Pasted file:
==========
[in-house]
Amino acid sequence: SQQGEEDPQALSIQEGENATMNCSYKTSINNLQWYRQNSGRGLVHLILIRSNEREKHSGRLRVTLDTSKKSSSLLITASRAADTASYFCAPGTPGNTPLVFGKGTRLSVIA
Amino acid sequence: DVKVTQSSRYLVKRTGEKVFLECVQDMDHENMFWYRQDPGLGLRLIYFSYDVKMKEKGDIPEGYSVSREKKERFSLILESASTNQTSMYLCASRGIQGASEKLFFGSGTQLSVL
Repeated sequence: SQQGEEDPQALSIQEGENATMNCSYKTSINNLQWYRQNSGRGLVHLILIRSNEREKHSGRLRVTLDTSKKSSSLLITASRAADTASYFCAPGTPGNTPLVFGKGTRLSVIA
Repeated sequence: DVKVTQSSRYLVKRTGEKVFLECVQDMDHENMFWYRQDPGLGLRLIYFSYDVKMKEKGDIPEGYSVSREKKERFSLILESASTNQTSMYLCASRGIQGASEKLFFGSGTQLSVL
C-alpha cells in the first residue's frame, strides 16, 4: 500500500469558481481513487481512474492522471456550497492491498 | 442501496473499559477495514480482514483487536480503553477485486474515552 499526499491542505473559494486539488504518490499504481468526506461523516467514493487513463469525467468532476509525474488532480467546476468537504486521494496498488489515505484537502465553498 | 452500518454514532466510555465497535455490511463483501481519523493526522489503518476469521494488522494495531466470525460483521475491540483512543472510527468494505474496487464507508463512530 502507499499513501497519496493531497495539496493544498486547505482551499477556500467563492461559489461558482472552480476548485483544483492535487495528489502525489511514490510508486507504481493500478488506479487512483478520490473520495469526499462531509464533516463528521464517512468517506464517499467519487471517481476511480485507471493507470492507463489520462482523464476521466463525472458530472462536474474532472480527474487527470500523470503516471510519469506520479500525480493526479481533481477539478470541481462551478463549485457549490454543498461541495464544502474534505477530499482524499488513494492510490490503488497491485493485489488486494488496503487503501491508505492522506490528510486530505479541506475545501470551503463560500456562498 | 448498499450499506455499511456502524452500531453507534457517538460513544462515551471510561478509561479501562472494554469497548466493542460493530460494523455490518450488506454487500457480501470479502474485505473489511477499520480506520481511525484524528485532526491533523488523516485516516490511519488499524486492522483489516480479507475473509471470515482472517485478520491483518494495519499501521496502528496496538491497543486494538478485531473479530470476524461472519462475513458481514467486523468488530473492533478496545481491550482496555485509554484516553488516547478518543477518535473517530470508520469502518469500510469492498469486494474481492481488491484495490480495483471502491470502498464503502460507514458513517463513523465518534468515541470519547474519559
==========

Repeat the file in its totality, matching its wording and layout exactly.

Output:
[in-house]
Amino acid sequence: SQQGEEDPQALSIQEGENATMNCSYKTSINNLQWYRQNSGRGLVHLILIRSNEREKHSGRLRVTLDTSKKSSSLLITASRAADTASYFCAPGTPGNTPLVFGKGTRLSVIA
Amino acid sequence: DVKVTQSSRYLVKRTGEKVFLECVQDMDHENMFWYRQDPGLGLRLIYFSYDVKMKEKGDIPEGYSVSREKKERFSLILESASTNQTSMYLCASRGIQGASEKLFFGSGTQLSVL
Repeated sequence: SQQGEEDPQALSIQEGENATMNCSYKTSINNLQWYRQNSGRGLVHLILIRSNEREKHSGRLRVTLDTSKKSSSLLITASRAADTASYFCAPGTPGNTPLVFGKGTRLSVIA
Repeated sequence: DVKVTQSSRYLVKRTGEKVFLECVQDMDHENMFWYRQDPGLGLRLIYFSYDVKMKEKGDIPEGYSVSREKKERFSLILESASTNQTSMYLCASRGIQGASEKLFFGSGTQLSVL
C-alpha cells in the first residue's frame, strides 16, 4: 500500500469558481481513487481512474492522471456550497492491498 | 442501496473499559477495514480482514483487536480503553477485486474515552 499526499491542505473559494486539488504518490499504481468526506461523516467514493487513463469525467468532476509525474488532480467546476468537504486521494496498488489515505484537502465553498 | 452500518454514532466510555465497535455490511463483501481519523493526522489503518476469521494488522494495531466470525460483521475491540483512543472510527468494505474496487464507508463512530 502507499499513501497519496493531497495539496493544498486547505482551499477556500467563492461559489461558482472552480476548485483544483492535487495528489502525489511514490510508486507504481493500478488506479487512483478520490473520495469526499462531509464533516463528521464517512468517506464517499467519487471517481476511480485507471493507470492507463489520462482523464476521466463525472458530472462536474474532472480527474487527470500523470503516471510519469506520479500525480493526479481533481477539478470541481462551478463549485457549490454543498461541495464544502474534505477530499482524499488513494492510490490503488497491485493485489488486494488496503487503501491508505492522506490528510486530505479541506475545501470551503463560500456562498 | 448498499450499506455499511456502524452500531453507534457517538460513544462515551471510561478509561479501562472494554469497548466493542460493530460494523455490518450488506454487500457480501470479502474485505473489511477499520480506520481511525484524528485532526491533523488523516485516516490511519488499524486492522483489516480479507475473509471470515482472517485478520491483518494495519499501521496502528496496538491497543486494538478485531473479530470476524461472519462475513458481514467486523468488530473492533478496545481491550482496555485509554484516553488516547478518543477518535473517530470508520469502518469500510469492498469486494474481492481488491484495490480495483471502491470502498464503502460507514458513517463513523465518534468515541470519547474519559